I was also told that there was another very lucrative side to his legal practice – motor insurance claims, where he acted for the victims, very often black pedestrians with little knowledge of their rights. Here he was known for quick settlements and high fees i.e. the poor victims received very little of the settlement amounts.
I wonder how he and Uncle Nick are getting on. Between them it’s a toss-up who’ll get to steal whose wallet.
Old Mutual explains the harsh realities
Michael Naidoo’s letter (in nose52) regarding the allegedly dismal performance of a colleague’s Old Mutual “flexidowment” policy taken out in 1995, was based on incorrect figures. Old Mutual has assured us – and we are pleased to report – that his colleague’s investment had, in fact, shown modest growth by November – and has enjoyed substantially accelerated growth – in line with the stock market – since we published his letter in December! - Ed.
Here’s Old Mutual’s explanation:
“The harsh reality is that many South Africans have watched their investments plummet under the combined impact of falling international equity prices and a concurrent strengthening of the rand. An investment in the average foreign equity unit trust at the start of 2002, for example, would have lost about 44% of its value by the time Michael Naidoo wrote his letter,” said OM general manager Dave Hudson.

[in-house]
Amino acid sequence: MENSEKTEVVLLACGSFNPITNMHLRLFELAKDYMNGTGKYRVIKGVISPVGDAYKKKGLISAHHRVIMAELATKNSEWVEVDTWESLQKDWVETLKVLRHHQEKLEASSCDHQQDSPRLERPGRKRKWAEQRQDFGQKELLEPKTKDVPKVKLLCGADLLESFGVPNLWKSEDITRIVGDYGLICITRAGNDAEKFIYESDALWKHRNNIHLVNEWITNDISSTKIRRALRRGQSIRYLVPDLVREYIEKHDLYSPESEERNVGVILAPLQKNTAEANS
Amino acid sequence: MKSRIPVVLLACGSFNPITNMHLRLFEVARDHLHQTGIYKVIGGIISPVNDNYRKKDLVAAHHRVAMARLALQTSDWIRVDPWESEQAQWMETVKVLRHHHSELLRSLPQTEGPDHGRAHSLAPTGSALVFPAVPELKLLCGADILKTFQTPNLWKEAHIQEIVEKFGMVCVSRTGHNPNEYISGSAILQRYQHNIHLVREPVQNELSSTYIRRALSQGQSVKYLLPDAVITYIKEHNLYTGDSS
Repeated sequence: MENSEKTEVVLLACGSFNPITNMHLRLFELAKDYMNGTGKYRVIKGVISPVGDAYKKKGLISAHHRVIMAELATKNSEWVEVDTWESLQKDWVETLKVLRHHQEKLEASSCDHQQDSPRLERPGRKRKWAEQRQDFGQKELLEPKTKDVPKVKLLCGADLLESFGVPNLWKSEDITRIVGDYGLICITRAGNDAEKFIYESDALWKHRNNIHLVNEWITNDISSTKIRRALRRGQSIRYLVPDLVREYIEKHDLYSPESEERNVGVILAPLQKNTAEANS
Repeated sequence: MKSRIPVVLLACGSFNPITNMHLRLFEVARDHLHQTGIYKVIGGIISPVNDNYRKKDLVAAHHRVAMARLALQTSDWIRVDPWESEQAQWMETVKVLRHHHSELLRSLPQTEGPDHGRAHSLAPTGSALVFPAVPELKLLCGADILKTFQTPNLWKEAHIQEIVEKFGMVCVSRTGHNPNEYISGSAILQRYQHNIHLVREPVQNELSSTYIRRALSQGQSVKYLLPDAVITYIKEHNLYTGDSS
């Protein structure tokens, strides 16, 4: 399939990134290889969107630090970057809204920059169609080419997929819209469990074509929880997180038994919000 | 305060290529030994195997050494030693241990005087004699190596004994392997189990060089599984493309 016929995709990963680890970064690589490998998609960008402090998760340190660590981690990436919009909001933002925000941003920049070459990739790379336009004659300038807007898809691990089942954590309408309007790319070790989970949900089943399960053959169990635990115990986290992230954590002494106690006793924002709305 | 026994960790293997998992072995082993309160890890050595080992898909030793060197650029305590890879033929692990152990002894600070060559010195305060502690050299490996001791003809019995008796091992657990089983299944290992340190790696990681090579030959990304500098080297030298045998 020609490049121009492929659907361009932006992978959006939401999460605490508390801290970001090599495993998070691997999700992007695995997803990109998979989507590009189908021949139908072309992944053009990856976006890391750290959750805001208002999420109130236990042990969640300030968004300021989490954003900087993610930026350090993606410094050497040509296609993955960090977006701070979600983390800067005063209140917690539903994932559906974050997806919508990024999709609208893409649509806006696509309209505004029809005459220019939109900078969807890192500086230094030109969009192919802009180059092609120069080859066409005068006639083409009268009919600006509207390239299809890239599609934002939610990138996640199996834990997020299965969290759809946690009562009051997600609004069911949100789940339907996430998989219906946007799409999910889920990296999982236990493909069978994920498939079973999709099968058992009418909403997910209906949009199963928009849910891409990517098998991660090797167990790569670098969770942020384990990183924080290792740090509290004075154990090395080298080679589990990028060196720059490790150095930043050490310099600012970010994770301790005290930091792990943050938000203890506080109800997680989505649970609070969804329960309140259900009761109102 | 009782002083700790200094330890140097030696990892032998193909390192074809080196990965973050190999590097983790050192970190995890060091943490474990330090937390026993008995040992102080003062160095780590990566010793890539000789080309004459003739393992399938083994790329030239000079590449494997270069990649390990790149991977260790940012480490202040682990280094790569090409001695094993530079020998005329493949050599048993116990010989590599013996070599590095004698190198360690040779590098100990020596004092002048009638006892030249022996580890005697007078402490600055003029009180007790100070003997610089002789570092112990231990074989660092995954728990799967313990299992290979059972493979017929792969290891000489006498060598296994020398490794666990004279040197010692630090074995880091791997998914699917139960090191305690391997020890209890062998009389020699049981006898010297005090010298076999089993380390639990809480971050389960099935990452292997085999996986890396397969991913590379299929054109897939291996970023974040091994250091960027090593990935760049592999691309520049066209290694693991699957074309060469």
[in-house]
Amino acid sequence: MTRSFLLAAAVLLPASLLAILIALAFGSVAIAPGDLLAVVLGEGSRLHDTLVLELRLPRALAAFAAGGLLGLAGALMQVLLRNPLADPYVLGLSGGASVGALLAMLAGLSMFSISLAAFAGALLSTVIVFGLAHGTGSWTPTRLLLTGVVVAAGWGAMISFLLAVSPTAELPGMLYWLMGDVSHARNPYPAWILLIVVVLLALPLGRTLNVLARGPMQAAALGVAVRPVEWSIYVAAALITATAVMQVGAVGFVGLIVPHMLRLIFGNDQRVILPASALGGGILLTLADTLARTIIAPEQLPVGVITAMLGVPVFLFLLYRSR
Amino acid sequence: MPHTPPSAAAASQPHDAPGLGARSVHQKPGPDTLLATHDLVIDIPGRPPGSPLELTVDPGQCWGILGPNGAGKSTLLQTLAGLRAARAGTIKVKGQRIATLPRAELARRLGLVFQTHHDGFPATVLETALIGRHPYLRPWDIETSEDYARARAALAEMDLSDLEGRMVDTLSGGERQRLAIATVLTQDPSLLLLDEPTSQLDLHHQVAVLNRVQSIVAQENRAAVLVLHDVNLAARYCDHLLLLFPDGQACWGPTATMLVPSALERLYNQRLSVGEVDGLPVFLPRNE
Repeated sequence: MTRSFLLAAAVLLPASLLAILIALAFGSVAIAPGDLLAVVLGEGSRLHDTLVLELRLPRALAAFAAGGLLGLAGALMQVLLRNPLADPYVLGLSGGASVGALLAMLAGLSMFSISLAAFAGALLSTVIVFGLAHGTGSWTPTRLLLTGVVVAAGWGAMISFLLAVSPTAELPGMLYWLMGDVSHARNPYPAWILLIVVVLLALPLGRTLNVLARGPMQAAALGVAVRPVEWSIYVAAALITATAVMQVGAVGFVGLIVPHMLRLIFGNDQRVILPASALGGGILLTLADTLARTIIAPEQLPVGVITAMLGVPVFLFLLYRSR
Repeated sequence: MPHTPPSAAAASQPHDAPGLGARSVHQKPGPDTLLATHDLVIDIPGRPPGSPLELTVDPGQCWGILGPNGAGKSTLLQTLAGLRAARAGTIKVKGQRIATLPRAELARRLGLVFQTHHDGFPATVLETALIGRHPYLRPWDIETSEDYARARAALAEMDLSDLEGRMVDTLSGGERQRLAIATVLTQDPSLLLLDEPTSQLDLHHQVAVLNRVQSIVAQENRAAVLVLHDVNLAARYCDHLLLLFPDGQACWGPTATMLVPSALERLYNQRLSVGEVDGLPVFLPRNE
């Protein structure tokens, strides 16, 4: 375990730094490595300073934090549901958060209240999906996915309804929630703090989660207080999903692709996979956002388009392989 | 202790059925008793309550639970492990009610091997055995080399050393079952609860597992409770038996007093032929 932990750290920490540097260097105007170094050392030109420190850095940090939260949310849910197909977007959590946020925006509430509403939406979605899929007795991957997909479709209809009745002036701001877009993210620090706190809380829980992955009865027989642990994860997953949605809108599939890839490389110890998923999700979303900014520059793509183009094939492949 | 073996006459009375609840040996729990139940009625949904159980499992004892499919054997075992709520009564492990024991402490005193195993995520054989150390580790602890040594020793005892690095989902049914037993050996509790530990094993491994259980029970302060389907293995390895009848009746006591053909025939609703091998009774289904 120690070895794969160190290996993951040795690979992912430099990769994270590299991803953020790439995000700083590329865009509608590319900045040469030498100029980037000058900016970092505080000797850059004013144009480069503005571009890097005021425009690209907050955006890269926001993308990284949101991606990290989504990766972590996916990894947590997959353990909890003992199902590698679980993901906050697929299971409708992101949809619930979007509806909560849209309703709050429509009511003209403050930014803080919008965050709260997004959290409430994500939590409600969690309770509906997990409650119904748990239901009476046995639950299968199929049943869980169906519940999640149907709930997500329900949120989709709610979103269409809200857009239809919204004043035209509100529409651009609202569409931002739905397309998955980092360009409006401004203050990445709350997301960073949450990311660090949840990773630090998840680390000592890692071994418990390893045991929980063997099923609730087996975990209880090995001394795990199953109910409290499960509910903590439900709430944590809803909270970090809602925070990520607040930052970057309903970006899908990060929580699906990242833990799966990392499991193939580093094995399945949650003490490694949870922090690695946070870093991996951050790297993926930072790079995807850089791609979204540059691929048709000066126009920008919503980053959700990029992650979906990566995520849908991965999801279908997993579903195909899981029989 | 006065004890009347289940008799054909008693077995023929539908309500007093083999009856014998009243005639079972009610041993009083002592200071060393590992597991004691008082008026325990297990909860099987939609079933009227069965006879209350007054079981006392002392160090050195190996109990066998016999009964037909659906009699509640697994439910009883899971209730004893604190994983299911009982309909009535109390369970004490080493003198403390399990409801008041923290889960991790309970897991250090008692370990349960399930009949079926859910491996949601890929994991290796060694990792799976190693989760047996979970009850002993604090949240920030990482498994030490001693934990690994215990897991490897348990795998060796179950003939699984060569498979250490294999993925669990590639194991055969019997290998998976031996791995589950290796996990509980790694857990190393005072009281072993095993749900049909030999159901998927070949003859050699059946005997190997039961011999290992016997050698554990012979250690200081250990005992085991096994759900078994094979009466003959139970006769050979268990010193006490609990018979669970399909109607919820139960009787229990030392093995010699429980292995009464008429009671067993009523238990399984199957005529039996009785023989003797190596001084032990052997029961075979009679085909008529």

“But his colleague’s situation is quite different. With a limited exposure to offshore investments, and in spite of a weak local equity market, his investment (as at November last year) was not down by R11,000 as claimed; it was up by R4,568.” (And in the three months since November, the “current value” has risen to R34,460.94 – R7,016 more than the total of R27,444.55 paid in premiums since 1995.)
The spark that started the controversy was a simple typo on a spreadsheet put together by brokers PSG Consult for Mr Naidoo’s friend, Mr P N Zozi, which incorrectly described the “surrender value” of the policy as the “current value”.
But Old Mutual has admitted it missed at least two opportunities to correct the misunderstanding long before the spark became a wild fire:
The day after Mr Zozi was given the incorrect information – 5 November 2003 – he phoned OM’s call centre to ask how it was possible that his investment had fallen by so much. The young call centre consultant launched into an explanation about the markets on the assumption that Mr Zozi’s figures were correct.
“If he had simply started by checking Mr Zozi’s figures, he would immediately have seen that they were wrong and been able to put the record straight, saving Mr Zozi a great deal of angst, and Old Mutual some unearned, but damaging publicity,” said Mr Hudson.
A few days later Michael Naidoo asked one of OMs financial advisors in PE to explain the apparent drop in value of this endowment. He, too, assumed that the figures were correct and explained the apparent loss in terms of international equity markets and rand strength.
“Once again, if only he had started by checking the actual value of Mr Zozi’s investment, instead of assuming that the broker’s figures were correct, this whole saga would have been averted,” says Hudson. n